[Date Prev][Date Next] [Thread Prev][Thread Next] [Date Index] [Thread Index]

Re: Bug#224828: Split config file is worrying...

On Tue, 2003-12-23 at 13:23, Anthony DeRobertis wrote:
> On Dec 22, 2003, at 19:10, Greg Folkert wrote:
> >
> > The best part *IS* the split out. I can add or remove "pieces".
> You can add and remove pieces from a single file, too.

But adding them in a relevant file name. Simply I use in routers (of
which I have a few dozen)

350_spamcheck, 999_catchall_doaminname, 999_catchall_username_variant,

in each of the 999s have expansions, gotten from postgresql. It is all a
matter of using scalable techniques.

> > I am running Hundreds of changes in my config for Debian Exim4. I
> > believe that the Config  is a Brilliant use.
> I hope the exim4 maintainer never decides to rename one of the .d 
> files, or add or new one, or combine two, or...

The point is that breakout simplifies. The way things are broken out
right now are very simply done according to the respective usage.

I would think that 700_exim4-config_procmail would have things
pertaining to the default set of procmail rules with requires involved
in the conditional. And guess what.. it is. If procmail ain;t installed
it doesn;t work. It the user doesn't have .procmail in the home dir...
not gonna happen.

Now for the Virtual stuff, most user will never even log into the
machine. There for no need to worry the router will get executed.

Now... my 350_exim4-config_spamcheck router runs on any piece of mail
in-or out of my machine once. No wonder... it has to tagged with, look
at the conditional:

> # SpamAssassin
> spamcheck_router:
>   no_verify
>   check_local_user
>   # When to scan a message :
>   #   -   it isn't already flagged as spam
>   #   -   it isn't already scanned
>   condition = "${if and { {!def:h_X-Spam-Flag:} {!eq {$received_protocol}{spam-scanned}}} {1}{0}}"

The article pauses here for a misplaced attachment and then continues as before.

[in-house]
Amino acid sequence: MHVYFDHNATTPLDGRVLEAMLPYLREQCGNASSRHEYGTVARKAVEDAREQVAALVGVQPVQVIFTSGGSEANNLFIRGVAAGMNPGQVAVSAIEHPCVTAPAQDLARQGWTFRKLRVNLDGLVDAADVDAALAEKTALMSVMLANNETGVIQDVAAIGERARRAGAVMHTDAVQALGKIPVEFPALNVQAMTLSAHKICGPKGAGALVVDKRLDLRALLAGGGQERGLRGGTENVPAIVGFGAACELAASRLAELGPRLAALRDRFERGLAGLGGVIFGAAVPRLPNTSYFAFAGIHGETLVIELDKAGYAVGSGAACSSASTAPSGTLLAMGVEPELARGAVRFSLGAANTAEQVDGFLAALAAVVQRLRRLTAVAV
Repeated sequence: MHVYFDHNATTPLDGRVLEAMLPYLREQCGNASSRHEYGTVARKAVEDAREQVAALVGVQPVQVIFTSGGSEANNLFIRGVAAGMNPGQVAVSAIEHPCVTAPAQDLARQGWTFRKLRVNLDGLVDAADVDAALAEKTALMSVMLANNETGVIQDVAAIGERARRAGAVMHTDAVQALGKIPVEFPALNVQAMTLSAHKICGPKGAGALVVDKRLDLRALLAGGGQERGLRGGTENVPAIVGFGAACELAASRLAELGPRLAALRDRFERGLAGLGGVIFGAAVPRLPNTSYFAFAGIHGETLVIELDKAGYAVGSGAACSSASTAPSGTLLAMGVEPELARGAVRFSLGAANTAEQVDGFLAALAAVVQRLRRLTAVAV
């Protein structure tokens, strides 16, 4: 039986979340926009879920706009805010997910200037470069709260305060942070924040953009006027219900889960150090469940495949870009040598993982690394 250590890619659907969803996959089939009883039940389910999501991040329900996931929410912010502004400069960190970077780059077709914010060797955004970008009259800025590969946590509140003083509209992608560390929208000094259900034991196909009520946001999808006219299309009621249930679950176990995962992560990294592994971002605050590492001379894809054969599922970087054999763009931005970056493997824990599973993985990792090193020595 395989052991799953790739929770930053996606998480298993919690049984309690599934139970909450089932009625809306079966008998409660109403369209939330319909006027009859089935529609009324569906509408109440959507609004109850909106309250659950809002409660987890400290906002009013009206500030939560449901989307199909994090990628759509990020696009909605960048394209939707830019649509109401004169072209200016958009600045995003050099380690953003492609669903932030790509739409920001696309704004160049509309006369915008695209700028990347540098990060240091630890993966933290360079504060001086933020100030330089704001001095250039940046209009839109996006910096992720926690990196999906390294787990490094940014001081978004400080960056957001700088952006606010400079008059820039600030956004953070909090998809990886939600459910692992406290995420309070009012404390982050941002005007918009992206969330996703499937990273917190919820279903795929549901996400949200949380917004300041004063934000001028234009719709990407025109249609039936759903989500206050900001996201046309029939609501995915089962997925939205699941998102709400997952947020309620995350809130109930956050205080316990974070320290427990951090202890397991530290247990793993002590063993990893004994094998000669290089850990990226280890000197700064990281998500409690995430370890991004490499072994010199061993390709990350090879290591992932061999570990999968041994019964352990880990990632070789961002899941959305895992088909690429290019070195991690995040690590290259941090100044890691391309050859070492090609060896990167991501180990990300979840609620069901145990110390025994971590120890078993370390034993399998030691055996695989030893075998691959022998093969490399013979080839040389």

>   driver = accept
>   transport = spamcheck

Yes that is stock dman13 pieces. But it works.

> >  Think about xinetd, a
> > similar directory work exceptionally well for it. Additionally I use a
> > very similar setup for managing my virtual apache hosting.
> Those work great because they are largely independent. Your FTP server 
> and your POP3 server don't really have anything to do with each other, 
> other than running from xinetd.

Yes, they are separate services... but so is every single virtual host
you have. Largely independent of each other. Yet exim4 is still dealing
with them all. Same with Apache.

Heck I am even doing ETRN using exim4, for a few domains as well. It is
nice to be able to modify the files NAMED:

and the transports NAMED:

and know they are related... except one uses expansion to use the other.

Now, the "big file" you want with comments looks like:


And, if you use: update-exim4.conf --keepcomments

It will look just like you want.

> Your virtual hosts in apache don't have much to do with each other, 
> either, I'd guess. And I imagine you are the only person that will ever 
> put files in your virtual host directory, so you don't have to worry 
> about it breaking.

Yes, mainly because I cater to a higher degree of user/customer. One
that is a typically self service individual, one that has sudo rights on
the machine that is shared by everyone... If they break it, the machine
will automagically check for diffs against the previous config and
comment out the offending piece that was changed. Then e-mail the
changer and myself... and they fix it... and I'll re-enable it. I have
only had it happen once. It worked they way I wrote it... 

> > Exim4 suits simple prospects with the update-exim4.conf.conf.
> The point is, both methods work fine for the debconf-only setup, so its 
> not an advantage.

Never said it was an advantage, you said it *WAS* a disadvantage.

> >
> >> For more complicated configurations, those changes --- possibly even
> >> including new or removed files --- happening without ANY prompting and
> >> any chance to merge your changes --- is very worrying.
> >
> > That is all part of making you config properly. For add-ins I use I
> > numbers that are not the same as what the packages deem. Think large
> > scale... changes are made in pieces not wholesale.
> It depends on what you're doing. I'm doing email virtual hosting. 
> Different domains are different. They have different policies, 
> different users, etc. That means several of the routers have to be 
> fixed.

I too am doing virtual hosting, I have different policies, different